Differences Between LED Fixtures and Regular Light Fixtures

Differences Between LED Fixtures and Regular Light Fixtures

  • Ashby Maxim

In the last few decades, the standard of lighting has changed in both homes and commercial buildings. In the past, incandescent and fluorescent light fixtures were the ideal light sources. While that may still be the case in some circumstances, there now exists an alternative to the older styles of light fixtures—LED light bulbs.

The differences between LED fixtures and regular light fixtures are numerous, but you will find that LEDs have the advantage in many significant aspects. These benefits have made LEDs the new standard in lighting options. Thus, you need to consider them when looking into upgrading your light fixtures.

How They Produce Light

Incandescent Lights

A traditional incandescent lightbulb produces light through a small filament that sits within its glass form. Once turned on, electricity passes through the prongs holding up the filament. As it moves through this component, the electricity heats up the filament. The heat generated causes it to glow, producing the slightly orange-tinted light we are all accustomed to.

Light Through Heat Generation

Because incandescent bulbs produce light through heat, they tend to give off heat as well. This excess heat generation can result in a room warming up to uncomfortable levels, especially in areas where there are several incandescent bulbs.

LED Lights

The acronym “LED” stands for Light Emitting Diode, which means that this type of bulb doesn’t produce light by heating a filament. Instead, LEDs utilize electroluminescence. In other words, when electricity passes through the diode, the diode emits light.

Lighting Through Electroluminescence

Because LED bulbs do not need to power their illuminative effect with heat, the light they give off generates relatively low heat, despite being bright. This lack of heat keeps areas from becoming too hot with the installation of more LEDs.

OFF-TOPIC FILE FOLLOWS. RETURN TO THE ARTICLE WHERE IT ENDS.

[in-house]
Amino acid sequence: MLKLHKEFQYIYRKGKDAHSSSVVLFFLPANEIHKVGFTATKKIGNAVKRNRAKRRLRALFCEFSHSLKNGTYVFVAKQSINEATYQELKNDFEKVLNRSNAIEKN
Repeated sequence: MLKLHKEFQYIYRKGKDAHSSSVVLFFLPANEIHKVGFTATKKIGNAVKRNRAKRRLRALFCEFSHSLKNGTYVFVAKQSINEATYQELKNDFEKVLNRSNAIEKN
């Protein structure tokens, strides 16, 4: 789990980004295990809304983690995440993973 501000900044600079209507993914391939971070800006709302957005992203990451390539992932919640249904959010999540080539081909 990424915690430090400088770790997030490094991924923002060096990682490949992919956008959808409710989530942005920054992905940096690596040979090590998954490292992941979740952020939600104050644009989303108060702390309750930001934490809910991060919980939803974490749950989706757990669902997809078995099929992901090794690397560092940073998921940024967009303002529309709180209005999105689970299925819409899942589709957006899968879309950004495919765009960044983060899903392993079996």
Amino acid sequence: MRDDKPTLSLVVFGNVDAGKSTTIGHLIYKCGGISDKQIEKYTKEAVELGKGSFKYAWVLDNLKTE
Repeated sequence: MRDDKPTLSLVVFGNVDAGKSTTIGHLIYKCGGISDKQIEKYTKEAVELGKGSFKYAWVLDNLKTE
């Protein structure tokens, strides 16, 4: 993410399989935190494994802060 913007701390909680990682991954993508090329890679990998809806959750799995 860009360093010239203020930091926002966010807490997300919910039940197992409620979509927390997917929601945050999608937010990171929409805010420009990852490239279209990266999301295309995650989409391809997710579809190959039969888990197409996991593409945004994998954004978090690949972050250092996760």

Their Energy Consumption

Incandescent Lights

The amount of energy that incandescent bulbs use is directly related to the fact that they must heat up a filament to create light. Because it takes so much constant energy to light up incandescent bulbs, they tend to use up lots of energy. On average, incandescent lights produce about 14 lumens for every watt they use.

A Drain on Your Monthly Energy Bill

While a single incandescent bulb may not result in a significant energy bill, installing many of them will cause unnecessary expenses when lighting your home or building. The more incandescent lights you have on, the more energy they will consume.

LED Lights

With the use of diodes instead of filaments, LEDs are far more energy-efficient than incandescent lights. When compared to the 14 lumens per watt incandescent bulbs produce, LEDs are far superior. They give off 60 to 75 lumens per watt—a five-fold increase over older bulbs.

The More You Switch, the More You Save

Just like incandescent bulbs, the more lights you switch over to LEDs, the greater the effect you will feel on your financials. While LEDs cost more initially, they will save you more money in the long term due to their energy-efficient nature. You can further save on LEDs by partnering with a commercial LED lighting supplier to sell you bulbs in bulk at a discount.

The Quality of Light

Incandescent Lights